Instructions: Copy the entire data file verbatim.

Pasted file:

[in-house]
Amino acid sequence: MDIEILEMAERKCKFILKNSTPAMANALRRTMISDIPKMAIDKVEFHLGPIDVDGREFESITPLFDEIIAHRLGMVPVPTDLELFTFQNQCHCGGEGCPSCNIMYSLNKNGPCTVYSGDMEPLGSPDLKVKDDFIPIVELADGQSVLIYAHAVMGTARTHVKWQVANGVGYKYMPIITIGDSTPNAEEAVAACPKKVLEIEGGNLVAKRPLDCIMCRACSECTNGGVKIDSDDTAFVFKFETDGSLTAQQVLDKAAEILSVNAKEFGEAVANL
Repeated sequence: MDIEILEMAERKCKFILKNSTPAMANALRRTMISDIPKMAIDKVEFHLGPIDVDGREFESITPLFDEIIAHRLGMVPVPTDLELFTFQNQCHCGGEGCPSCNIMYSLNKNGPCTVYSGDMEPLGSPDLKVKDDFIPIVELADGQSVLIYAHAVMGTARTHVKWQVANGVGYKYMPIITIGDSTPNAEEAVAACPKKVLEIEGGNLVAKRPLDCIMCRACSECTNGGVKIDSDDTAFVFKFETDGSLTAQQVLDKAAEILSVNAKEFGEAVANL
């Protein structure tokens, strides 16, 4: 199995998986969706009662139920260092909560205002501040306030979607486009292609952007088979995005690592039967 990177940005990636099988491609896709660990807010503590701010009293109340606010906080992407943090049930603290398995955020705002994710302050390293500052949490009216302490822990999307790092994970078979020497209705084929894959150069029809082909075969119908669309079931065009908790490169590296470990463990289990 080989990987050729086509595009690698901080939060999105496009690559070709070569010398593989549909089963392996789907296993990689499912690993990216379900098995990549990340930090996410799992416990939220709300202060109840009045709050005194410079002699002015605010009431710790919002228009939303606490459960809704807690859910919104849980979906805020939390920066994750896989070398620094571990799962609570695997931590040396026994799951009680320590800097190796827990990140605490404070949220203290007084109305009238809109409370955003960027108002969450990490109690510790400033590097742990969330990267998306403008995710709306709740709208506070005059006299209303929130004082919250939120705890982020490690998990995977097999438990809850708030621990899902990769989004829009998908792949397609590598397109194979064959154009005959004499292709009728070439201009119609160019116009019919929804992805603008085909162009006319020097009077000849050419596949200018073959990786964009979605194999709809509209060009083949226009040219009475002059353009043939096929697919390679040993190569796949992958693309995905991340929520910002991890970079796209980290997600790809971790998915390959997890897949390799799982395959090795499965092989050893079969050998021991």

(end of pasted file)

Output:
[in-house]
Amino acid sequence: MDIEILEMAERKCKFILKNSTPAMANALRRTMISDIPKMAIDKVEFHLGPIDVDGREFESITPLFDEIIAHRLGMVPVPTDLELFTFQNQCHCGGEGCPSCNIMYSLNKNGPCTVYSGDMEPLGSPDLKVKDDFIPIVELADGQSVLIYAHAVMGTARTHVKWQVANGVGYKYMPIITIGDSTPNAEEAVAACPKKVLEIEGGNLVAKRPLDCIMCRACSECTNGGVKIDSDDTAFVFKFETDGSLTAQQVLDKAAEILSVNAKEFGEAVANL
Repeated sequence: MDIEILEMAERKCKFILKNSTPAMANALRRTMISDIPKMAIDKVEFHLGPIDVDGREFESITPLFDEIIAHRLGMVPVPTDLELFTFQNQCHCGGEGCPSCNIMYSLNKNGPCTVYSGDMEPLGSPDLKVKDDFIPIVELADGQSVLIYAHAVMGTARTHVKWQVANGVGYKYMPIITIGDSTPNAEEAVAACPKKVLEIEGGNLVAKRPLDCIMCRACSECTNGGVKIDSDDTAFVFKFETDGSLTAQQVLDKAAEILSVNAKEFGEAVANL
């Protein structure tokens, strides 16, 4: 199995998986969706009662139920260092909560205002501040306030979607486009292609952007088979995005690592039967 990177940005990636099988491609896709660990807010503590701010009293109340606010906080992407943090049930603290398995955020705002994710302050390293500052949490009216302490822990999307790092994970078979020497209705084929894959150069029809082909075969119908669309079931065009908790490169590296470990463990289990 080989990987050729086509595009690698901080939060999105496009690559070709070569010398593989549909089963392996789907296993990689499912690993990216379900098995990549990340930090996410799992416990939220709300202060109840009045709050005194410079002699002015605010009431710790919002228009939303606490459960809704807690859910919104849980979906805020939390920066994750896989070398620094571990799962609570695997931590040396026994799951009680320590800097190796827990990140605490404070949220203290007084109305009238809109409370955003960027108002969450990490109690510790400033590097742990969330990267998306403008995710709306709740709208506070005059006299209303929130004082919250939120705890982020490690998990995977097999438990809850708030621990899902990769989004829009998908792949397609590598397109194979064959154009005959004499292709009728070439201009119609160019116009019919929804992805603008085909162009006319020097009077000849050419596949200018073959990786964009979605194999709809509209060009083949226009040219009475002059353009043939096929697919390679040993190569796949992958693309995905991340929520910002991890970079796209980290997600790809971790998915390959997890897949390799799982395959090795499965092989050893079969050998021991």